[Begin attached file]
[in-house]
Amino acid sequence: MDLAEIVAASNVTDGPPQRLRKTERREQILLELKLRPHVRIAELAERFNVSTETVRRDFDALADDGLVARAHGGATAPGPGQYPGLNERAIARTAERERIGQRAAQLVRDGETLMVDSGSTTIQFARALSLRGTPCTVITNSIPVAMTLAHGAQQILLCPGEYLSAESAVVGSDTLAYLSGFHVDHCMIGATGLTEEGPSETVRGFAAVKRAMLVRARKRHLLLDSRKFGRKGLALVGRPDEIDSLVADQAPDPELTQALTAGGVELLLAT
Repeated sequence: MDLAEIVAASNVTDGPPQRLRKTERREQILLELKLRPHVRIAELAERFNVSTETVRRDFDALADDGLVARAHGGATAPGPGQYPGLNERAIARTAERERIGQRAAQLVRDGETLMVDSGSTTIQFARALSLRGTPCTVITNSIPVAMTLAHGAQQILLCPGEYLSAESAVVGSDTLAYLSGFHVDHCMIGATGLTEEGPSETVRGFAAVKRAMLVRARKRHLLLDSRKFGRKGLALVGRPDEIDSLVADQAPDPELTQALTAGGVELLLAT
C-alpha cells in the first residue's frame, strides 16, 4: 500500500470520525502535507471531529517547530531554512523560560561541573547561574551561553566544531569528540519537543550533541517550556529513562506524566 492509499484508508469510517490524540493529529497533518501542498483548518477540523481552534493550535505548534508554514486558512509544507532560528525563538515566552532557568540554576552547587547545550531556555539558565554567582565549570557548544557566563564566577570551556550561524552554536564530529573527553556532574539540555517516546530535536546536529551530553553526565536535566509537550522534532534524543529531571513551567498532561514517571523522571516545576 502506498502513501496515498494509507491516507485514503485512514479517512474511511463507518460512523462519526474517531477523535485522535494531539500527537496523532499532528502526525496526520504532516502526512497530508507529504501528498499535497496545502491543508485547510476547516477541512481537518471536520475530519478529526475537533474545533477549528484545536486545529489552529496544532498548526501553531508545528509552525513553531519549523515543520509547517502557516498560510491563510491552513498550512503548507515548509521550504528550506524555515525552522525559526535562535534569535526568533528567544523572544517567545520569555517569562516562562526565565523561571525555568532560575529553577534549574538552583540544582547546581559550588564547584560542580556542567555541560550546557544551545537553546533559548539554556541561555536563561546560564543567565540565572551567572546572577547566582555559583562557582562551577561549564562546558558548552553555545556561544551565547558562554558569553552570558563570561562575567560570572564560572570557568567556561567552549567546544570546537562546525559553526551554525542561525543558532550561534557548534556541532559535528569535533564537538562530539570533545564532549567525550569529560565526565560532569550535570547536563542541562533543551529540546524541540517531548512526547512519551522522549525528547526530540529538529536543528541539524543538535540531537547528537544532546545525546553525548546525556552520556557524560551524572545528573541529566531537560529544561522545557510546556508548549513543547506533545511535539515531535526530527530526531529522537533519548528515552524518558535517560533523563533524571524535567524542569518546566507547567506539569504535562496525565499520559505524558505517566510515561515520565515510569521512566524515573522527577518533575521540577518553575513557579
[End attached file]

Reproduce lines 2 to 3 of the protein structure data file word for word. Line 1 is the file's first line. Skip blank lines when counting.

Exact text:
Amino acid sequence: MDLAEIVAASNVTDGPPQRLRKTERREQILLELKLRPHVRIAELAERFNVSTETVRRDFDALADDGLVARAHGGATAPGPGQYPGLNERAIARTAERERIGQRAAQLVRDGETLMVDSGSTTIQFARALSLRGTPCTVITNSIPVAMTLAHGAQQILLCPGEYLSAESAVVGSDTLAYLSGFHVDHCMIGATGLTEEGPSETVRGFAAVKRAMLVRARKRHLLLDSRKFGRKGLALVGRPDEIDSLVADQAPDPELTQALTAGGVELLLAT
Repeated sequence: MDLAEIVAASNVTDGPPQRLRKTERREQILLELKLRPHVRIAELAERFNVSTETVRRDFDALADDGLVARAHGGATAPGPGQYPGLNERAIARTAERERIGQRAAQLVRDGETLMVDSGSTTIQFARALSLRGTPCTVITNSIPVAMTLAHGAQQILLCPGEYLSAESAVVGSDTLAYLSGFHVDHCMIGATGLTEEGPSETVRGFAAVKRAMLVRARKRHLLLDSRKFGRKGLALVGRPDEIDSLVADQAPDPELTQALTAGGVELLLAT